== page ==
Last week, I shared what I spotted as the top style trends at the IMM/LivingKitchen trade show in Cologne, Germany. Today, I’d like to share a bit about the hot kitchen technology trends I spotted there. There were some nifty ones that I look forward to eventually seeing in the U.S. There were only a few game changers this time around, and none has U.S. release dates yet. Still, they’re worth sharing as I believe they’ll eventually make their way across the pond.
BTW, I will be hosting a Twitter Chat this week discussing these trends with Thermador. Tune in on Thursday, Jan 31, 1pm PST. The hashtag for the chat is #ThermadorDesign. Five lucky participants will win copies of New Kitchen Ideas That Work, (Taunton Press, 2012).
Now, back to my weekly post…
The ability to customize your user experience – inspired, I believe, by the increasing popularity of smart phones and tablets – was the number one tech trend at the show. This showed up in a number of different ways and products.
- Bosch is starting to carry its warranty information, along with education, service info and much more, on iPads for European buyers.
- Alno created a kitchen island whose work stations could be adjusted, also via iPad, to a user’s preferred height.
- Gaggenau is offering a cooking center that you can completely customize with your choice of induction, gas, steam, grill, griddle and downdraft modules. It is slated for U.S. release this Spring.
- GAME CHANGER #1: TPB Barcelona showed off the coolest induction cooking system I’ve ever seen. This manufacturer of porcelain slab countertops has found a way to build the burners right into the top, with no glass cooktop rectangle at all. You choose where and how many burners you want. The effect is unbelievably sleek.
- A rather clever new firm from England called Recycologic introduced a pull-out bin system you can customize as often as you need to for your home’s trash and recycling needs. It’s low-tech, for sure, but rather innovative. The inventor, Peter Forbes, is looking for U.S. partners, so we might see his products here in 2013 or 2014, if we’re lucky.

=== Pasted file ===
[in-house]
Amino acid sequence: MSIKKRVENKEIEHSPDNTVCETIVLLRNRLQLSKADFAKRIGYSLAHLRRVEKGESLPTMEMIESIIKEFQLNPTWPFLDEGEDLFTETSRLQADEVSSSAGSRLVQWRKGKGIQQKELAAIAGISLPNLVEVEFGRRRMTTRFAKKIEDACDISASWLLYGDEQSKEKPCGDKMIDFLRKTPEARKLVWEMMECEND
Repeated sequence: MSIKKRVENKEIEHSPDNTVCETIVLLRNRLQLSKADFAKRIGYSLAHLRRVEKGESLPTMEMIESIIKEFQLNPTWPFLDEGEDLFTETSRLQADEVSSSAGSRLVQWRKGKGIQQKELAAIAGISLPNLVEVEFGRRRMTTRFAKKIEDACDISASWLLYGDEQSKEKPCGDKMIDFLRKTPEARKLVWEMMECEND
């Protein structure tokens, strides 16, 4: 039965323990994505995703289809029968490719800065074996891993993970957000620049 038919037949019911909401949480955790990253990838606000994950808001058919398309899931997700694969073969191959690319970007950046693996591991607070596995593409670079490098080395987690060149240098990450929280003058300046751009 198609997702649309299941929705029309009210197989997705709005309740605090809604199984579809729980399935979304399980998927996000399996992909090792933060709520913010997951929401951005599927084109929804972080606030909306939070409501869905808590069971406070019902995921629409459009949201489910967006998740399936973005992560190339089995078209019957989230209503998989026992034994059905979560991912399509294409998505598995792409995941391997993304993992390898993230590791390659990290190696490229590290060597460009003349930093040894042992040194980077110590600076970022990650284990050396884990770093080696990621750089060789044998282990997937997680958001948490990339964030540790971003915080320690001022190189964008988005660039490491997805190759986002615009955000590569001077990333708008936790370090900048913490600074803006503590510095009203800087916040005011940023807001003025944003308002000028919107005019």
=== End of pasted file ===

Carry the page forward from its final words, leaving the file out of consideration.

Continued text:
Induction burners built right into the porcelain slab countertop
(Photo Courtesy: TPB Barcelona)
I found myself intrigued by the new “motion” technologies I spotted around the show floor. Again, these don’t have U.S. release dates yet, but we’ll probably be seeing some form of them coming our way in the next few years.
- Miele debuted CupSensor, a nifty technology that lets the dispenser on their built-in coffee systems adjust to the height of a cup placed under it. This means less spillage and mess, which is always a good thing. (Plus, it’s fun to watch.)
- BLANCO* introduced an amazingly cool faucet called Blancosaga with no handles at all; you control it through a sliding sleeve on the spout.
- Warendorf, a Swiss-owned cabinet company, managed to provide touch-latch, soft-close drawers without pricey ServoDrive technology. Their Grass system is more affordable and gives you both sleek handle-free design with soft-close luxury. Sweet!
- Hacker, another large European cabinet manufacturer, offered an island with a wonderful moving countertop. When closed, it hides a cooktop. When open, it allows for seating at an overhang.
- GAME CHANGER #2: Hacker also showed off a very cool wall cabinet door opening system they call Climbing Doors. At the press of a button on the bottom of the wall cabinet, the doors open like Venetian blinds. Another press of the button and they close. There’s no need for petite people to get out the step ladder to close them, or for tall people to duck out of the way when they open outward. They also mean designers can specify vertically-opening doors with no overhead clearance space required. (Unfortunately, it might take a little longer for this technology to reach the U.S., as there are some code issues involved.)
- S-Box, which I’ve written about before, both here and in print, showed off a flush undermount system for iPod, iPad, iPhone, TV, wine and other devices. These boxes hide below the countertop when not in use and rise up when you want to access them. The system they showed there replaced a stainless steel top with countertop material, creating a much slicker integrated look. Good news: these are available in the U.S., with the wine system coming in the Spring.
Climbing Wall Doors – Closed
(Photo Courtesy: Hacker)
Climbing Wall Doors – Opened
(Photo Courtesy: Koelnmesse)
When I visited this show two years ago for the first time, I was knocked out by Gaggenau’s new cooktop, the first one ever offering full-surface induction technology. Full surface means that the entire surface is usable for cooking, rather than just four burners. B/S/H, Gaggenau’s parent company, released the technology in the U.S. last summer under their Thermador brand. It sells for about $5,000 US.
At IMM this year, there were many more full surface induction offerings, from a wide range of manufacturers. One was even priced (wholesale) below $1,000. I can see this being a real boon to apartment and condo developers. The Spanish company that developed this discount model is working on getting U.S. distribution for 2013. I’m keeping a close eye on this!
Next week, in a Top Products from IMM/LivingKitchen post, I’ll share the third game changer I spotted at the show. It doesn’t fit into the trend category, but is definitely worth mentioning! Stay tuned…
*BLANCO sponsored the trip to Cologne, Germany and IMM/LivingKitchen for its Design Council. They did not pay me or my Council colleagues to write about their products, but they did cover all of our travel expenses. I highly recommend clicking on the link and visiting the blogs of my fellow Council members for their perspective on the show.